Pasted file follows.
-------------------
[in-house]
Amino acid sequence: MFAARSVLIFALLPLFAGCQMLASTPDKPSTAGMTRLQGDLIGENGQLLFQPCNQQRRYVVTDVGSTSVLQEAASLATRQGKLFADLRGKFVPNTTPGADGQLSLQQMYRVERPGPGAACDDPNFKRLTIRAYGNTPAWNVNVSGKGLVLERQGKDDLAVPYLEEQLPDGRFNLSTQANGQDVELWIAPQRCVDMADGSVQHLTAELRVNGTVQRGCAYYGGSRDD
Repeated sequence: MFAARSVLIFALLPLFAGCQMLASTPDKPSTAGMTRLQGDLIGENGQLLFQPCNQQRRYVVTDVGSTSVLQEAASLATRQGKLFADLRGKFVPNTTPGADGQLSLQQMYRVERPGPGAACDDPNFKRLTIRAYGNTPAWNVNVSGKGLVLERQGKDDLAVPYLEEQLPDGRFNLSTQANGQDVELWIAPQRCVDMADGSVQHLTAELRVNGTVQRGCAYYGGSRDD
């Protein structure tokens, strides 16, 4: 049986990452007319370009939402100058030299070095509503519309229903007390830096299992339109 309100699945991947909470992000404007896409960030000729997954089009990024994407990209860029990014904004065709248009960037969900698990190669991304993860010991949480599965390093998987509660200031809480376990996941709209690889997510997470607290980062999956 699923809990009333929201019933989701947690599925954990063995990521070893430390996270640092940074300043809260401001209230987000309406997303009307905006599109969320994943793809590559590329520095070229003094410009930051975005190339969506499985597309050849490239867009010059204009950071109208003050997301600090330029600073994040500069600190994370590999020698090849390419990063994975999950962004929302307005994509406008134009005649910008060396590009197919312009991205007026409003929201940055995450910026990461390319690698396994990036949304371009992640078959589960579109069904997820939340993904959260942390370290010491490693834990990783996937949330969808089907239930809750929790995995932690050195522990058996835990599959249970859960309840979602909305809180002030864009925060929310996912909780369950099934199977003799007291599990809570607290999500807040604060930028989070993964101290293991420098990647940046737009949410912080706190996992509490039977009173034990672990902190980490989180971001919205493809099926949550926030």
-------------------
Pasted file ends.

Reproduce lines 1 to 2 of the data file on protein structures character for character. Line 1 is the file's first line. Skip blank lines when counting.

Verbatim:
[in-house]
Amino acid sequence: MFAARSVLIFALLPLFAGCQMLASTPDKPSTAGMTRLQGDLIGENGQLLFQPCNQQRRYVVTDVGSTSVLQEAASLATRQGKLFADLRGKFVPNTTPGADGQLSLQQMYRVERPGPGAACDDPNFKRLTIRAYGNTPAWNVNVSGKGLVLERQGKDDLAVPYLEEQLPDGRFNLSTQANGQDVELWIAPQRCVDMADGSVQHLTAELRVNGTVQRGCAYYGGSRDD